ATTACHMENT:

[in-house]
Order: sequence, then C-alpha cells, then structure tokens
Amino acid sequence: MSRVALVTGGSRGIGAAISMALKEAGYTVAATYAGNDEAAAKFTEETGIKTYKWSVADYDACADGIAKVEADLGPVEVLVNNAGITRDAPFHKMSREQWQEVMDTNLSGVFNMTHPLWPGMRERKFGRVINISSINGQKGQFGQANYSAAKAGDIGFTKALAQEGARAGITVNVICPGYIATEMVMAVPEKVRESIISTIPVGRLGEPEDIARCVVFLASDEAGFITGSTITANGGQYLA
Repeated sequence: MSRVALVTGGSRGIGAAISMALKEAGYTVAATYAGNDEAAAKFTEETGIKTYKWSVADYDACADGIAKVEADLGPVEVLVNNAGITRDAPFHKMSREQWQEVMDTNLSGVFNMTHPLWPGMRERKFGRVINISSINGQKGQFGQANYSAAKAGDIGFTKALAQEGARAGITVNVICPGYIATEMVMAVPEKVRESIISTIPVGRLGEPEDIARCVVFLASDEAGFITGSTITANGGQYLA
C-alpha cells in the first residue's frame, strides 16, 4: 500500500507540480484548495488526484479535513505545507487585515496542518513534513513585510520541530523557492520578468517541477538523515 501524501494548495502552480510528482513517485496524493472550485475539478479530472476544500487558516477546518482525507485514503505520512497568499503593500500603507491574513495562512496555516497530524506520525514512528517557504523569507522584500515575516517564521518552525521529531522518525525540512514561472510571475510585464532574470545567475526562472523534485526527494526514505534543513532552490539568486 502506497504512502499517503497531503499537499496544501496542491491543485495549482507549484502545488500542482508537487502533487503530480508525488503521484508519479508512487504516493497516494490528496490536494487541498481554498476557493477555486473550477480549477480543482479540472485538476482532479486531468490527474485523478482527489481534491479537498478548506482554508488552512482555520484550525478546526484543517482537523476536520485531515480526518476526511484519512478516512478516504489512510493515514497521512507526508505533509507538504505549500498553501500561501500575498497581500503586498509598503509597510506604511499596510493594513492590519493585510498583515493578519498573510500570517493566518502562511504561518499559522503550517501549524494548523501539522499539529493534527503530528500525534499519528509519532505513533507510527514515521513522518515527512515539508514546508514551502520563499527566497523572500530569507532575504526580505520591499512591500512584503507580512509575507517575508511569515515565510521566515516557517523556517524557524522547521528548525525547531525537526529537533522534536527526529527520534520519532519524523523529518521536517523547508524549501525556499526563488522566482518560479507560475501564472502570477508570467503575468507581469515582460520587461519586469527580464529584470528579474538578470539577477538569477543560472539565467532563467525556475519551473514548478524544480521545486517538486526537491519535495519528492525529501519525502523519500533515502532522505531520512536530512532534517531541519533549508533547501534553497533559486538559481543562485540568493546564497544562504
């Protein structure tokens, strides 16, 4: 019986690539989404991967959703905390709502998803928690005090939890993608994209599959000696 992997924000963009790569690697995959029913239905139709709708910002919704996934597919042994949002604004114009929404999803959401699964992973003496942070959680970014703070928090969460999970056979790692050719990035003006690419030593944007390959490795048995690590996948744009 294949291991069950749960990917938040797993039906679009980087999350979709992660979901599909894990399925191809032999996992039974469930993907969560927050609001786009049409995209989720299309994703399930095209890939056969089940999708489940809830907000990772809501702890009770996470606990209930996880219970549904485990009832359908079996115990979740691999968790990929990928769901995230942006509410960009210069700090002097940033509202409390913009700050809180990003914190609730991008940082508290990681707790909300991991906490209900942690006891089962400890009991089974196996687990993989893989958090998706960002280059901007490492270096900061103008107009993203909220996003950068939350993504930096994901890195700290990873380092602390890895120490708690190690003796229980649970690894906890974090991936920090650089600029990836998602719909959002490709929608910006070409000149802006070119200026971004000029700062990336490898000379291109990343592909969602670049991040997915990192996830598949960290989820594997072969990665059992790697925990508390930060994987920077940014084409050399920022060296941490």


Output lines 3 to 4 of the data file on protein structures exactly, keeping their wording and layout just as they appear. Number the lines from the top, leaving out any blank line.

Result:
Amino acid sequence: MSRVALVTGGSRGIGAAISMALKEAGYTVAATYAGNDEAAAKFTEETGIKTYKWSVADYDACADGIAKVEADLGPVEVLVNNAGITRDAPFHKMSREQWQEVMDTNLSGVFNMTHPLWPGMRERKFGRVINISSINGQKGQFGQANYSAAKAGDIGFTKALAQEGARAGITVNVICPGYIATEMVMAVPEKVRESIISTIPVGRLGEPEDIARCVVFLASDEAGFITGSTITANGGQYLA
Repeated sequence: MSRVALVTGGSRGIGAAISMALKEAGYTVAATYAGNDEAAAKFTEETGIKTYKWSVADYDACADGIAKVEADLGPVEVLVNNAGITRDAPFHKMSREQWQEVMDTNLSGVFNMTHPLWPGMRERKFGRVINISSINGQKGQFGQANYSAAKAGDIGFTKALAQEGARAGITVNVICPGYIATEMVMAVPEKVRESIISTIPVGRLGEPEDIARCVVFLASDEAGFITGSTITANGGQYLA